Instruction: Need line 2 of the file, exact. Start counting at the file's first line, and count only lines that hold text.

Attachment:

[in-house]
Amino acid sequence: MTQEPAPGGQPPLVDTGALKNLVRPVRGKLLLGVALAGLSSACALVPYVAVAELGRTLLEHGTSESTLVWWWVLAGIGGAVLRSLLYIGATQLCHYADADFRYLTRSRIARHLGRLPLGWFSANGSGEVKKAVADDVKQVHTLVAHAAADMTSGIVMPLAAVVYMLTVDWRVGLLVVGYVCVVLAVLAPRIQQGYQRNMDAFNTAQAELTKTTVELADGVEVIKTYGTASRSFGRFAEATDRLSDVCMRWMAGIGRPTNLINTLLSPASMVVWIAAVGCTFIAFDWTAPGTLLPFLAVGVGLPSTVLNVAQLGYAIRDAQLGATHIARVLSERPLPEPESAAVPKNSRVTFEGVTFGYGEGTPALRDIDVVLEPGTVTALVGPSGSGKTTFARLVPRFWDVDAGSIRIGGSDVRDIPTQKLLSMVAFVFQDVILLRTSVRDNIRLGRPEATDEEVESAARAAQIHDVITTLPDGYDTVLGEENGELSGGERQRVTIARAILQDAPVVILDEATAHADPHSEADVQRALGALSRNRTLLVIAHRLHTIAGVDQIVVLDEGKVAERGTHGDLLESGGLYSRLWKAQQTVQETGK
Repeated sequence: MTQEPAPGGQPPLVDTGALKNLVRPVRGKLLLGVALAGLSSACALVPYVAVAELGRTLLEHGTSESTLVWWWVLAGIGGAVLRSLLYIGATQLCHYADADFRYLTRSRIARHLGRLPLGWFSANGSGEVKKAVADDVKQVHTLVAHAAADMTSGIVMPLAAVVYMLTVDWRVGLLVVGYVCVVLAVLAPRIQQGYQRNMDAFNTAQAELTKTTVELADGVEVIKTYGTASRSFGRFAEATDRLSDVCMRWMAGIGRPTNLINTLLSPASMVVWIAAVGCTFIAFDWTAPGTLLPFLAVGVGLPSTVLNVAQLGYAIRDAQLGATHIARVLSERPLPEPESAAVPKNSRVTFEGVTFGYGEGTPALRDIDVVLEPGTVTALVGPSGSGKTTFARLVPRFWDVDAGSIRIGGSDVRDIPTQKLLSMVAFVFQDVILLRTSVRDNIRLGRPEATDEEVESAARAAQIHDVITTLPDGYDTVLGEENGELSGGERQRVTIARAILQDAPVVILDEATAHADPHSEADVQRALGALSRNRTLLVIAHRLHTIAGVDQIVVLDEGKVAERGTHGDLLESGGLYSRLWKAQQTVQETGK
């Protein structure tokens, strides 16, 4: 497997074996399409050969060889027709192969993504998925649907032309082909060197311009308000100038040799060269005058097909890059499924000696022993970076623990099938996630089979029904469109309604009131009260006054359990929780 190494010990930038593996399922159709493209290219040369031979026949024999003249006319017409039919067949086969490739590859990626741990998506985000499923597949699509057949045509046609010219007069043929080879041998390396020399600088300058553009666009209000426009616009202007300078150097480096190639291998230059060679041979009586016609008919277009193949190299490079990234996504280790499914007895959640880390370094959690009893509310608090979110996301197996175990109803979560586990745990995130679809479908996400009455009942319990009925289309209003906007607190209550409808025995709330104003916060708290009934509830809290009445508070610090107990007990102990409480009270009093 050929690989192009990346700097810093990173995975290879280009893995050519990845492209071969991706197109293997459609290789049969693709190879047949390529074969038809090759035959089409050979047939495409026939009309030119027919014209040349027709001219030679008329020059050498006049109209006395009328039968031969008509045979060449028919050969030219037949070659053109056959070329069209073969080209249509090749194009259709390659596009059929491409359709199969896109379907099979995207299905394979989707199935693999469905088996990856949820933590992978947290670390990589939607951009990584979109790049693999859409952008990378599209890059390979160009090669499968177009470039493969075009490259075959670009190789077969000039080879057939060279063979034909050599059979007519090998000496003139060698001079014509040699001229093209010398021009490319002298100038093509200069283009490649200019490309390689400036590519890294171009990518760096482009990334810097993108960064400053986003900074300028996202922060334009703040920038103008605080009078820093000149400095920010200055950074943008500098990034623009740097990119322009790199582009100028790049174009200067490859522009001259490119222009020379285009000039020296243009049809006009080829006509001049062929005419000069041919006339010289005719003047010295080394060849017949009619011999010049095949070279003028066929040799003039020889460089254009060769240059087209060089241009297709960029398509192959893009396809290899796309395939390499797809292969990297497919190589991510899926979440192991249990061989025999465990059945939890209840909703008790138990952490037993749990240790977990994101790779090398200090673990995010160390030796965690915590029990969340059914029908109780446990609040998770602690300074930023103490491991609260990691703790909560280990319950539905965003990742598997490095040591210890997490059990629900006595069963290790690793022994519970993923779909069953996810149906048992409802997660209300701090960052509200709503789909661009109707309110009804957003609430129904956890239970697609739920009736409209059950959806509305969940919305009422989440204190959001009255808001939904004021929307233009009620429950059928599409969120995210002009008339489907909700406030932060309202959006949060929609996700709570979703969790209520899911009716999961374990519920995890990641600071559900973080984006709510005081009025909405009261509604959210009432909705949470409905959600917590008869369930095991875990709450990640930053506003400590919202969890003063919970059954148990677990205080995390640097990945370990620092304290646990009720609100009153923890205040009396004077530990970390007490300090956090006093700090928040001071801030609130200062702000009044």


Amino acid sequence: MTQEPAPGGQPPLVDTGALKNLVRPVRGKLLLGVALAGLSSACALVPYVAVAELGRTLLEHGTSESTLVWWWVLAGIGGAVLRSLLYIGATQLCHYADADFRYLTRSRIARHLGRLPLGWFSANGSGEVKKAVADDVKQVHTLVAHAAADMTSGIVMPLAAVVYMLTVDWRVGLLVVGYVCVVLAVLAPRIQQGYQRNMDAFNTAQAELTKTTVELADGVEVIKTYGTASRSFGRFAEATDRLSDVCMRWMAGIGRPTNLINTLLSPASMVVWIAAVGCTFIAFDWTAPGTLLPFLAVGVGLPSTVLNVAQLGYAIRDAQLGATHIARVLSERPLPEPESAAVPKNSRVTFEGVTFGYGEGTPALRDIDVVLEPGTVTALVGPSGSGKTTFARLVPRFWDVDAGSIRIGGSDVRDIPTQKLLSMVAFVFQDVILLRTSVRDNIRLGRPEATDEEVESAARAAQIHDVITTLPDGYDTVLGEENGELSGGERQRVTIARAILQDAPVVILDEATAHADPHSEADVQRALGALSRNRTLLVIAHRLHTIAGVDQIVVLDEGKVAERGTHGDLLESGGLYSRLWKAQQTVQETGK